The stadium owned and operated by Cowboys owner Jerry Jones will be hosting FIFA World Cup matches in 2026. AT&T Stadium is also in the mix to capture the much-coveted final match.
Via the Dallas Morning News, FIFA muckety-mucks returned to Dallas on Tuesday to discuss various issues, including the grass pitch to be used for the matches played there.
“We are looking at the pitch conversion and how that conversion is going to be done to make it a natural grass surface that will actually survive the duration of the tournament, which is a huge challenge,” said Heimo Schirgi, FIFA chief operating officer.
As noted in the article, AT&T Stadium has utilized grass in the past for soccer. The prior system consisted of placing a mat of natural grass on the cement slab at the floor of the venue. Seams have caused injuries, because players’ shoes can get caught on them. To get the FIFA World Cup final, Jones and company are apparently willing to take it up a notch.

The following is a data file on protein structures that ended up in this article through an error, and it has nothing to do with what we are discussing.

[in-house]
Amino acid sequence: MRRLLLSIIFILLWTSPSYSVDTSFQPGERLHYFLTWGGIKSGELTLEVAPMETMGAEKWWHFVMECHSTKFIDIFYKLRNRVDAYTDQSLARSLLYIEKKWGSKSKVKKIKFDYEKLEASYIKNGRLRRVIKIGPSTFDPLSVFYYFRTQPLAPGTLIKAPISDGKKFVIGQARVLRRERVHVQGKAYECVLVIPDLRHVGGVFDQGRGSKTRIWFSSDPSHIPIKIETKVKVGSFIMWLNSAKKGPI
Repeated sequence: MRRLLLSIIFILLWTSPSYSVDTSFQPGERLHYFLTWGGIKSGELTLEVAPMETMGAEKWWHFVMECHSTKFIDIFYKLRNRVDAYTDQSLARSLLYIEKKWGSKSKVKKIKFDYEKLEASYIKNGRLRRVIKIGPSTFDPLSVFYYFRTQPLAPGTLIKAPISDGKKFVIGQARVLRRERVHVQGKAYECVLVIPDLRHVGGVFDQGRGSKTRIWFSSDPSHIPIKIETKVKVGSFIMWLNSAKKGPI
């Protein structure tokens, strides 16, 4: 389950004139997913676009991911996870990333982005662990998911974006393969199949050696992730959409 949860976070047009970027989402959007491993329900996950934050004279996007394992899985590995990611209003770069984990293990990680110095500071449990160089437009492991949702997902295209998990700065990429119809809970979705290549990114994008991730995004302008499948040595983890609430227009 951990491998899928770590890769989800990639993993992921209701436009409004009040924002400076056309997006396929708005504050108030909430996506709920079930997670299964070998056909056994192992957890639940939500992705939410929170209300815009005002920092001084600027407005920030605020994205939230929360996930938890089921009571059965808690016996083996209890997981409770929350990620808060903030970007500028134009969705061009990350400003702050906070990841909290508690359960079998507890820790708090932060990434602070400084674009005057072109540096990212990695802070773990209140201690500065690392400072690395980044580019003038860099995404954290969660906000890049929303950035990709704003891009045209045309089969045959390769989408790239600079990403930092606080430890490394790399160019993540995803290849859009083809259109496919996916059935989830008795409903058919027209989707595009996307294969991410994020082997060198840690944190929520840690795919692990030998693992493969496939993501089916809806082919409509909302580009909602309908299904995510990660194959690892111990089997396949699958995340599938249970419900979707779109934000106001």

“For the first time ever, we will have a system to grow the grass during the time period of the event, and that is very different from how we did it when had other events,” Cowboys executive V.P. of business operations Chad Estis said. “We have a whole team working alongside FIFA. We are confident that we will have a very good field for the event.”
As explained by the Fort Worth Star-Telegram, the plan consists of using a grow light system. Sounds expensive.
“We’re still actually piecing together total cost,” Estis said.
Whatever it is, it’s good enough for FIFA. But, apparently, it’s not good enough for the Cowboys.
The willingness of NFL owners to bend over backwards and dig deep in the couch cushions at the behest of FIFA’s grass-pitch mandate continues to be the NFL’s Achilles heel in their ongoing insistence that fake grass is fine and dandy. Players want grass. The league hides behind contrived debates and word salads, because the owners simply aren’t willing to spend what’s needed to take care of their own players.
Even as they spend whatever they have to spend to lure international soccer to town.